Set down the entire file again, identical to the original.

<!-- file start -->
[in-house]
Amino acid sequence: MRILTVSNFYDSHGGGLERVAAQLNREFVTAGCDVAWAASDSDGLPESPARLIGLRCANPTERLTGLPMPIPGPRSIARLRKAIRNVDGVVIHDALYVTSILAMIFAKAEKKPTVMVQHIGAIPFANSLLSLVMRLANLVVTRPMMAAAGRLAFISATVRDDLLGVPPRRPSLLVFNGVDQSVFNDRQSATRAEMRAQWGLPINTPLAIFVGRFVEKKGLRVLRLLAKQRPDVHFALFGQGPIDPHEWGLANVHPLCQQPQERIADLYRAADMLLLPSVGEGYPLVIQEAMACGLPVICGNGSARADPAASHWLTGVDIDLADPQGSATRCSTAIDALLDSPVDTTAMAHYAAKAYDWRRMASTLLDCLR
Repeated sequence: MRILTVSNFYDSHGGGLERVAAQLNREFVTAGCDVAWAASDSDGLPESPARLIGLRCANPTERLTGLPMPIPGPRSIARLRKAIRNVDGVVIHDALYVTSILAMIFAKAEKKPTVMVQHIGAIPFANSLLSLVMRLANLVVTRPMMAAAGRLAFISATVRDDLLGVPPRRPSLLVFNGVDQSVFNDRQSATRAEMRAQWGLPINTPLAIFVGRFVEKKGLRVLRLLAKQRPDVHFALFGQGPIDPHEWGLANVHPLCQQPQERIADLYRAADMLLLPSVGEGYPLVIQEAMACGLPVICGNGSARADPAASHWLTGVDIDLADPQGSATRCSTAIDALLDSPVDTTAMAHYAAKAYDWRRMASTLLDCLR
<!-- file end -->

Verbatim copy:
[in-house]
Amino acid sequence: MRILTVSNFYDSHGGGLERVAAQLNREFVTAGCDVAWAASDSDGLPESPARLIGLRCANPTERLTGLPMPIPGPRSIARLRKAIRNVDGVVIHDALYVTSILAMIFAKAEKKPTVMVQHIGAIPFANSLLSLVMRLANLVVTRPMMAAAGRLAFISATVRDDLLGVPPRRPSLLVFNGVDQSVFNDRQSATRAEMRAQWGLPINTPLAIFVGRFVEKKGLRVLRLLAKQRPDVHFALFGQGPIDPHEWGLANVHPLCQQPQERIADLYRAADMLLLPSVGEGYPLVIQEAMACGLPVICGNGSARADPAASHWLTGVDIDLADPQGSATRCSTAIDALLDSPVDTTAMAHYAAKAYDWRRMASTLLDCLR
Repeated sequence: MRILTVSNFYDSHGGGLERVAAQLNREFVTAGCDVAWAASDSDGLPESPARLIGLRCANPTERLTGLPMPIPGPRSIARLRKAIRNVDGVVIHDALYVTSILAMIFAKAEKKPTVMVQHIGAIPFANSLLSLVMRLANLVVTRPMMAAAGRLAFISATVRDDLLGVPPRRPSLLVFNGVDQSVFNDRQSATRAEMRAQWGLPINTPLAIFVGRFVEKKGLRVLRLLAKQRPDVHFALFGQGPIDPHEWGLANVHPLCQQPQERIADLYRAADMLLLPSVGEGYPLVIQEAMACGLPVICGNGSARADPAASHWLTGVDIDLADPQGSATRCSTAIDALLDSPVDTTAMAHYAAKAYDWRRMASTLLDCLR